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Making Count-Based Claims from Sample Data (2019) | Ifpress.com

Models for the A-Not A Method

Bi, J. and Ennis, D. M. (1999). IFPress, 2(4) 2-3.

Abstract:

 

The A-Not A method is a well-known discrimination method used in sensory analysis and signal detection. The method typically involves either paired or sequential presentation of two products; on each trial the subject decides whether the product presented is A or Not A (A-). A is a product familiar to the subject, sometimes called the “signal” in signal detection experiments. The A-Not A method has been used extensively to study sensitivity and bias in individual subjects and can be used with trained or expert panels. It also has important, though less well known, applications in product testing involving consumer populations where the consumer has developed familiarity with a product through continuous use. Most product testing methods currently in use do not exploit this consumer familiarity or expertise. A potential difficulty in using the A-Not A method is that individual differences may introduce extra variation that cannot be accounted for using the conventional chi-square test commonly used for the analysis of data from this method. If this extra variation is not accounted for, erroneous significance levels will be reported. In this article we discuss an adjustment to the test statistic for this method that accounts for the effect of individual differences.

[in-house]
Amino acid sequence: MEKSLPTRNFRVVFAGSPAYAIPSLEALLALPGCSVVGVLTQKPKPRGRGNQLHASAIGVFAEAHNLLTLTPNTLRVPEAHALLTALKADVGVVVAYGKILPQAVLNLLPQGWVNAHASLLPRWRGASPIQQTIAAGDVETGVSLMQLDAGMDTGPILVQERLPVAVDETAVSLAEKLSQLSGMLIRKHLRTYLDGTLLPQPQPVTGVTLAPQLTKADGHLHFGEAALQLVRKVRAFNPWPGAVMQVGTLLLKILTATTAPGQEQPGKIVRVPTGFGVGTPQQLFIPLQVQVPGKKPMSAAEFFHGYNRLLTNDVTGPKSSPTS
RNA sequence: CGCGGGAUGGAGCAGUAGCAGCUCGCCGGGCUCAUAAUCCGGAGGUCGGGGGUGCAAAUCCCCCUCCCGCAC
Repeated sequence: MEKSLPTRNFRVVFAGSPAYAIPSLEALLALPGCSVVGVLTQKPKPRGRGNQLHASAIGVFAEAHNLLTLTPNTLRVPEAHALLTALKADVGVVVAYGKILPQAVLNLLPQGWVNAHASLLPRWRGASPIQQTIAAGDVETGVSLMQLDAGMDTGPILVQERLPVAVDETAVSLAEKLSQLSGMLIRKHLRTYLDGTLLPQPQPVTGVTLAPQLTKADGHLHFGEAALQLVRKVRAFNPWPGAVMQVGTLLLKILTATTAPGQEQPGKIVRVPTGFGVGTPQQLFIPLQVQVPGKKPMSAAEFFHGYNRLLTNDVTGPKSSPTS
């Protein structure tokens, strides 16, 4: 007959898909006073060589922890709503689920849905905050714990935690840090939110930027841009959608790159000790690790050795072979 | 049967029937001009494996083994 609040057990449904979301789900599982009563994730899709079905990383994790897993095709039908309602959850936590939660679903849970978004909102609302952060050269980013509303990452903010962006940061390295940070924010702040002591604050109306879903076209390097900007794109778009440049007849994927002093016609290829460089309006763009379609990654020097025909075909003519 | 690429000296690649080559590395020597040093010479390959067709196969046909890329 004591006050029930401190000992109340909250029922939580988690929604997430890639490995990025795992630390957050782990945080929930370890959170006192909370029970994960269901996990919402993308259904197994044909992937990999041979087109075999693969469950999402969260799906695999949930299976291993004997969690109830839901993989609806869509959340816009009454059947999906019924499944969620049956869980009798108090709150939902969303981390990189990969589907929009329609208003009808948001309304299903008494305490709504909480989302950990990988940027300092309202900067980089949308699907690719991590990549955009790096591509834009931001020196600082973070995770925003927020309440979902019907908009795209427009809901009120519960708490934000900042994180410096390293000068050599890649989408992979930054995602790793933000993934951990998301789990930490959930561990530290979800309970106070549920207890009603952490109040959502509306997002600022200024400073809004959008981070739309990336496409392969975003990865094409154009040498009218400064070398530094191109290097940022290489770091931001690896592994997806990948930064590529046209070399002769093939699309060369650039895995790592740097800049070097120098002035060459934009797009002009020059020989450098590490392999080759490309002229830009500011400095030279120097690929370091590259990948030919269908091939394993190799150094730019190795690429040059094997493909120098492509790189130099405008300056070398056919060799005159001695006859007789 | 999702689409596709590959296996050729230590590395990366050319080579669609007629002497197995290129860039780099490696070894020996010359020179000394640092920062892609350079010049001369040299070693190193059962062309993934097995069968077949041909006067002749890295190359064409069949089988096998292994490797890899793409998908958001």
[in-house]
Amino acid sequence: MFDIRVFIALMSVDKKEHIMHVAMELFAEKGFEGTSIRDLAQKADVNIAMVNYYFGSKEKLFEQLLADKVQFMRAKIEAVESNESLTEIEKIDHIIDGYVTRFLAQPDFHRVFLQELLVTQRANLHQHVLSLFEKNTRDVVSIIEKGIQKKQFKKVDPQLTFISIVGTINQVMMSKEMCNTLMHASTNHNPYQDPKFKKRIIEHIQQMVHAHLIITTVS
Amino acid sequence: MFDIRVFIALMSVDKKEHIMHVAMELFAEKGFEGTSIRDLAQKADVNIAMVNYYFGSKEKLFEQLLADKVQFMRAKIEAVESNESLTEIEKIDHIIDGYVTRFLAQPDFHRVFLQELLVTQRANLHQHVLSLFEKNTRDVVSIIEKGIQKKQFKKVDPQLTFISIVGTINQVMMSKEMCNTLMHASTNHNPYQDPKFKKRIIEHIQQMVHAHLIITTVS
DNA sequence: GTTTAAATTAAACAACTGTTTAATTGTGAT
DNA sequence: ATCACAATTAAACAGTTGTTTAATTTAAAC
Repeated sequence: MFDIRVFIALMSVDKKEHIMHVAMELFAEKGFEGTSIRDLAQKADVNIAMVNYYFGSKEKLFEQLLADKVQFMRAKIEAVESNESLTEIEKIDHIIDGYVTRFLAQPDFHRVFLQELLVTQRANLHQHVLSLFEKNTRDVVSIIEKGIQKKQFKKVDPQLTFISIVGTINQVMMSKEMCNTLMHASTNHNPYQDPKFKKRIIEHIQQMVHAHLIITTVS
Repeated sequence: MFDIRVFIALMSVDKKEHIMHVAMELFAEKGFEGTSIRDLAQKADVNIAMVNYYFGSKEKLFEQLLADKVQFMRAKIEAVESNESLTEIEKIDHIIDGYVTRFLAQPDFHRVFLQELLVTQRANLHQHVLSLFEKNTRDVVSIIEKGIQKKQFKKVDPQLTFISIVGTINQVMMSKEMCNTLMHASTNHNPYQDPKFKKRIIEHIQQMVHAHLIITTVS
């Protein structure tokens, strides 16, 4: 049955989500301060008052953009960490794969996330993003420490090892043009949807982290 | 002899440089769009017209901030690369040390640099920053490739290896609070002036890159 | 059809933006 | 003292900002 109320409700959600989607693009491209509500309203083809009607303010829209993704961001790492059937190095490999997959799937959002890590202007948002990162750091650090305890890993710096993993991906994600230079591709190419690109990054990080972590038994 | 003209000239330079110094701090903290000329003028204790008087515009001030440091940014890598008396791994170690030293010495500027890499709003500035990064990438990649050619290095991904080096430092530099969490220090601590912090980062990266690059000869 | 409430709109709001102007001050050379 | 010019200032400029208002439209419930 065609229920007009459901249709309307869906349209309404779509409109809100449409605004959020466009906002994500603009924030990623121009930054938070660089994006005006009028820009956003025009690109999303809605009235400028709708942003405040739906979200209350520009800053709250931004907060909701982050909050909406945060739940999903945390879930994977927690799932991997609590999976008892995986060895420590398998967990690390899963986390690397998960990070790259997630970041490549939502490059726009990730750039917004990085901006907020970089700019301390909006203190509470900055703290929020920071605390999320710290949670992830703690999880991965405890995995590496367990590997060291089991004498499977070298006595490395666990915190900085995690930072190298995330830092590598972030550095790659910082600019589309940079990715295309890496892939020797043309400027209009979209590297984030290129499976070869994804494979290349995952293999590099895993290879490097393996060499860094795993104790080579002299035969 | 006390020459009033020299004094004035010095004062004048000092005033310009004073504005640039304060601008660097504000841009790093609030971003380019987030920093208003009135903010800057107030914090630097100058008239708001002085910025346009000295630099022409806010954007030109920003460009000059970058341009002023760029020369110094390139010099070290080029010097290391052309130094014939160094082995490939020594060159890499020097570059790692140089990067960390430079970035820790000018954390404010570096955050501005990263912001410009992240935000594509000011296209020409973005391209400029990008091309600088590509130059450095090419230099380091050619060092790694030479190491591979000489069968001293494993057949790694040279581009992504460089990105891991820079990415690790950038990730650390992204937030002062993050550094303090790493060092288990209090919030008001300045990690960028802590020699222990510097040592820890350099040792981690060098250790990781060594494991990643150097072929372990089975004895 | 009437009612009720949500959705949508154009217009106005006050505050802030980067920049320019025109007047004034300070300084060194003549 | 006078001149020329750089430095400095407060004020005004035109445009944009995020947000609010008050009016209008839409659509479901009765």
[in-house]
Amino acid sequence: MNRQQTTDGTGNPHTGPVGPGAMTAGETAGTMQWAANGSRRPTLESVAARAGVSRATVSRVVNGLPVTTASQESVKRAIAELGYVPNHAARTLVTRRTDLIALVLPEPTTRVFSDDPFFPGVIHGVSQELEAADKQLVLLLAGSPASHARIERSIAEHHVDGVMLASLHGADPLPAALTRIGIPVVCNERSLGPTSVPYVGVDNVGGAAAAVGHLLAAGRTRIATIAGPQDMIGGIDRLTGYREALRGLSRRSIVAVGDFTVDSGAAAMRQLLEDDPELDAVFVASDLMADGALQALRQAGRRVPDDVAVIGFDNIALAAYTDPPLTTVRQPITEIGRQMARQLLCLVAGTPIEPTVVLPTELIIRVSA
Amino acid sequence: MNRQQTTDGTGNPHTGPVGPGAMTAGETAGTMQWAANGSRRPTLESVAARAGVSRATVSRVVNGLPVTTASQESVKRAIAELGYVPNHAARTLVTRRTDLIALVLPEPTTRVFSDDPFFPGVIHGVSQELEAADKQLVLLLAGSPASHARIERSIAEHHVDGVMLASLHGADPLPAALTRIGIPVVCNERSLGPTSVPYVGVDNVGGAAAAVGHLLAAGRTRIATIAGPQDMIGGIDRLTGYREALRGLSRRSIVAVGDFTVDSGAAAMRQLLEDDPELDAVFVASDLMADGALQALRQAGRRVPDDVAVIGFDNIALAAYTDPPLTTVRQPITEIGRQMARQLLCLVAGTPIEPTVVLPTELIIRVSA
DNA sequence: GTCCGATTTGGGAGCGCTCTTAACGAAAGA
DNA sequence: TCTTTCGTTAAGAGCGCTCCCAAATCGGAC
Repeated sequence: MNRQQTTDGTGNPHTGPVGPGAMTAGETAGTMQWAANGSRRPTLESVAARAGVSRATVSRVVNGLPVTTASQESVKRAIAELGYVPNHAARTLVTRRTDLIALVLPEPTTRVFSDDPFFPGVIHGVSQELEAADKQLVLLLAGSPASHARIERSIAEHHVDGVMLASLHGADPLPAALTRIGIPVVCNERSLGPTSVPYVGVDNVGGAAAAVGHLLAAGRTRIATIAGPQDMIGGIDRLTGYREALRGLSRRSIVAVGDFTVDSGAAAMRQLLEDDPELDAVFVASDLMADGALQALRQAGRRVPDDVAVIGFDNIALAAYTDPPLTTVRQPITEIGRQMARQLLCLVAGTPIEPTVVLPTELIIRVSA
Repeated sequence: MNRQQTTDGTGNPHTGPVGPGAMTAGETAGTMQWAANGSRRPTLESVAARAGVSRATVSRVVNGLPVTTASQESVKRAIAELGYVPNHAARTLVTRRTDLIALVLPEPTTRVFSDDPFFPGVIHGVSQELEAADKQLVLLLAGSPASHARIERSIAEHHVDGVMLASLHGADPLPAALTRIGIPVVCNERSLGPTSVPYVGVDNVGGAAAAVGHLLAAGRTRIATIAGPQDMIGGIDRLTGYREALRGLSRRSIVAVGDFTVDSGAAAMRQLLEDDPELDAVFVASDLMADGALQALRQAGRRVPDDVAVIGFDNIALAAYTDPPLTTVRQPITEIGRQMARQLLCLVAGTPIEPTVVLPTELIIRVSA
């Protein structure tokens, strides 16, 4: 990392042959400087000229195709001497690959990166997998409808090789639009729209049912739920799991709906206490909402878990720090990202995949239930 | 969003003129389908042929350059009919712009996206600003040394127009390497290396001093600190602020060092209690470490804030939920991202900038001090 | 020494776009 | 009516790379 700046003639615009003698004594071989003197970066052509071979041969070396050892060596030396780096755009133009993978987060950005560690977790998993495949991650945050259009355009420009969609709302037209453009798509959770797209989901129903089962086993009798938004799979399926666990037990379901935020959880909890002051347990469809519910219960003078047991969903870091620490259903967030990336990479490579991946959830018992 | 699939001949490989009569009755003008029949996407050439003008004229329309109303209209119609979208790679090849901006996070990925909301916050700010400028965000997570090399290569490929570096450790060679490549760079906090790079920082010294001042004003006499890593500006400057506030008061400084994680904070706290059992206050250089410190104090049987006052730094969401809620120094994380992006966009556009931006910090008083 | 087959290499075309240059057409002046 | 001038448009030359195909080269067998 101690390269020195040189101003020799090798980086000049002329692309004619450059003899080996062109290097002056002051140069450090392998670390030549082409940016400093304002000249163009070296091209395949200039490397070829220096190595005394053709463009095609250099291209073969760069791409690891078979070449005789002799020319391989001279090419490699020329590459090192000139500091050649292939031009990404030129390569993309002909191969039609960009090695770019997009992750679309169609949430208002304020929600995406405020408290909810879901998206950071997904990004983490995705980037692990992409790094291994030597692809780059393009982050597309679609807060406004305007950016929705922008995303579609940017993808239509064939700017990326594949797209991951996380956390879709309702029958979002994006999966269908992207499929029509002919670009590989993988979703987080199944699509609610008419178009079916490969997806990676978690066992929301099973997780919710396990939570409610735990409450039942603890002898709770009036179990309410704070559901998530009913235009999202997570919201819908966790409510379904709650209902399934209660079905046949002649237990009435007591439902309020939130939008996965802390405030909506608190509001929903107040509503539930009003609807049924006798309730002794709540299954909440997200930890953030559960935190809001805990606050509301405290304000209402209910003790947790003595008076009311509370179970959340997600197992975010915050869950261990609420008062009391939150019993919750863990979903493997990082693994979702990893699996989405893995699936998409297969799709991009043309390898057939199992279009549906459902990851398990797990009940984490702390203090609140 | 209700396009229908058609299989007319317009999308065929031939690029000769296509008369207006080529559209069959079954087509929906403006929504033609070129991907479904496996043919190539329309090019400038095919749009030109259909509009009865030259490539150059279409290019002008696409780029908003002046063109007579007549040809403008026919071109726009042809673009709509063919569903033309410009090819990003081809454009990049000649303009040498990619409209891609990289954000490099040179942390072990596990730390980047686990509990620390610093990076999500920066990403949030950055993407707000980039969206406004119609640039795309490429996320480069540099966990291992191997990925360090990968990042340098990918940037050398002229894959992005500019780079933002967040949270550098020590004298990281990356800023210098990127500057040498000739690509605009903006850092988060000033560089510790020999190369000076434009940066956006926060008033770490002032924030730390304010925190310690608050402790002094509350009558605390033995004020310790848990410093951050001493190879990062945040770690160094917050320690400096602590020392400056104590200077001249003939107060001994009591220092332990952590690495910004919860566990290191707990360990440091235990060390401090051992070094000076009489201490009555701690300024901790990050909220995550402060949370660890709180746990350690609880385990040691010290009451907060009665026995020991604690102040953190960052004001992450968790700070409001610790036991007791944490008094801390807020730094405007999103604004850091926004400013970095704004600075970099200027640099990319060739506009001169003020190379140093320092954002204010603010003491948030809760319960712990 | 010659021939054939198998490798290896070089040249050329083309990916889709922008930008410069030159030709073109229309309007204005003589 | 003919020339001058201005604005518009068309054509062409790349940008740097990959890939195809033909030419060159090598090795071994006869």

Figure 2. Illustration of the monadic, mixed and paired designs.

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